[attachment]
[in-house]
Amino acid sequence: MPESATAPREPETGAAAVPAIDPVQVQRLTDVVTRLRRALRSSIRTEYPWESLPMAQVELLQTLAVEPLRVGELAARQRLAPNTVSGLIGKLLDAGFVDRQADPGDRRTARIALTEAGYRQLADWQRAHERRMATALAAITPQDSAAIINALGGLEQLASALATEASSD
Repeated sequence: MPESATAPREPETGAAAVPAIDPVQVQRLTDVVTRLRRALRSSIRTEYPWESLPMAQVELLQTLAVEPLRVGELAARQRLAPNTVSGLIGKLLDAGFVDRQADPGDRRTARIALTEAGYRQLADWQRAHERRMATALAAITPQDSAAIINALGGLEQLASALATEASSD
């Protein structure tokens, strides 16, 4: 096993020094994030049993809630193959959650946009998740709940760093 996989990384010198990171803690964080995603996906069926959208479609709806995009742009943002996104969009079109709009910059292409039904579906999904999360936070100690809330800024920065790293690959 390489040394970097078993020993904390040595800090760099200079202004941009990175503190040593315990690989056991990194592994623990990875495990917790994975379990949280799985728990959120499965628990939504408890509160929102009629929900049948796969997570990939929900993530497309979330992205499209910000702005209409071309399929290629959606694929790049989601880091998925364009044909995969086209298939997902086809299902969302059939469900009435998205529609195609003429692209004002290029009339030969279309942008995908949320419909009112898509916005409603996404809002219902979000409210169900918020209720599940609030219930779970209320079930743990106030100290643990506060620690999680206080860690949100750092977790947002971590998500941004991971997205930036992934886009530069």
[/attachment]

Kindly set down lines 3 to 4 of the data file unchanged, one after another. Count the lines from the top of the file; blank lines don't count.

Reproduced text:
Repeated sequence: MPESATAPREPETGAAAVPAIDPVQVQRLTDVVTRLRRALRSSIRTEYPWESLPMAQVELLQTLAVEPLRVGELAARQRLAPNTVSGLIGKLLDAGFVDRQADPGDRRTARIALTEAGYRQLADWQRAHERRMATALAAITPQDSAAIINALGGLEQLASALATEASSD
């Protein structure tokens, strides 16, 4: 096993020094994030049993809630193959959650946009998740709940760093 996989990384010198990171803690964080995603996906069926959208479609709806995009742009943002996104969009079109709009910059292409039904579906999904999360936070100690809330800024920065790293690959 390489040394970097078993020993904390040595800090760099200079202004941009990175503190040593315990690989056991990194592994623990990875495990917790994975379990949280799985728990959120499965628990939504408890509160929102009629929900049948796969997570990939929900993530497309979330992205499209910000702005209409071309399929290629959606694929790049989601880091998925364009044909995969086209298939997902086809299902969302059939469900009435998205529609195609003429692209004002290029009339030969279309942008995908949320419909009112898509916005409603996404809002219902979000409210169900918020209720599940609030219930779970209320079930743990106030100290643990506060620690999680206080860690949100750092977790947002971590998500941004991971997205930036992934886009530069």